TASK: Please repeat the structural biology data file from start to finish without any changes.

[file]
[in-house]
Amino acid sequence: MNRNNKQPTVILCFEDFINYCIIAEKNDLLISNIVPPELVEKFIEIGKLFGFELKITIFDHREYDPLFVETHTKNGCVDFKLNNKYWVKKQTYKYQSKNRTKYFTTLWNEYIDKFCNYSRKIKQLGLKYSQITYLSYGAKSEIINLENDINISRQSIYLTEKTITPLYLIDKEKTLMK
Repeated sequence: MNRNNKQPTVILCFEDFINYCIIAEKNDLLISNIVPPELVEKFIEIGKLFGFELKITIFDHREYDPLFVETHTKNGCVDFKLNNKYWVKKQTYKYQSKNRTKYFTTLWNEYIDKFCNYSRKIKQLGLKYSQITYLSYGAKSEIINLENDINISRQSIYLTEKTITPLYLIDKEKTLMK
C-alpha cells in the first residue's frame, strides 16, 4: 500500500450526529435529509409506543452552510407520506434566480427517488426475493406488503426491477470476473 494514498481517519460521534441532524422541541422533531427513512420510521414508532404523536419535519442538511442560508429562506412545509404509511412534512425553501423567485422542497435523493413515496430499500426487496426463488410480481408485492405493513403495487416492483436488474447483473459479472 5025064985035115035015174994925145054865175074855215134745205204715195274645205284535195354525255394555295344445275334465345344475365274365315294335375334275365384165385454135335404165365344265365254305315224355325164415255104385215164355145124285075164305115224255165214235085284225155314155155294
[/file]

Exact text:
[in-house]
Amino acid sequence: MNRNNKQPTVILCFEDFINYCIIAEKNDLLISNIVPPELVEKFIEIGKLFGFELKITIFDHREYDPLFVETHTKNGCVDFKLNNKYWVKKQTYKYQSKNRTKYFTTLWNEYIDKFCNYSRKIKQLGLKYSQITYLSYGAKSEIINLENDINISRQSIYLTEKTITPLYLIDKEKTLMK
Repeated sequence: MNRNNKQPTVILCFEDFINYCIIAEKNDLLISNIVPPELVEKFIEIGKLFGFELKITIFDHREYDPLFVETHTKNGCVDFKLNNKYWVKKQTYKYQSKNRTKYFTTLWNEYIDKFCNYSRKIKQLGLKYSQITYLSYGAKSEIINLENDINISRQSIYLTEKTITPLYLIDKEKTLMK
C-alpha cells in the first residue's frame, strides 16, 4: 500500500450526529435529509409506543452552510407520506434566480427517488426475493406488503426491477470476473 494514498481517519460521534441532524422541541422533531427513512420510521414508532404523536419535519442538511442560508429562506412545509404509511412534512425553501423567485422542497435523493413515496430499500426487496426463488410480481408485492405493513403495487416492483436488474447483473459479472 5025064985035115035015174994925145054865175074855215134745205204715195274645205284535195354525255394555295344445275334465345344475365274365315294335375334275365384165385454135335404165365344265365254305315224355325164415255104385215164355145124285075164305115224255165214235085284225155314155155294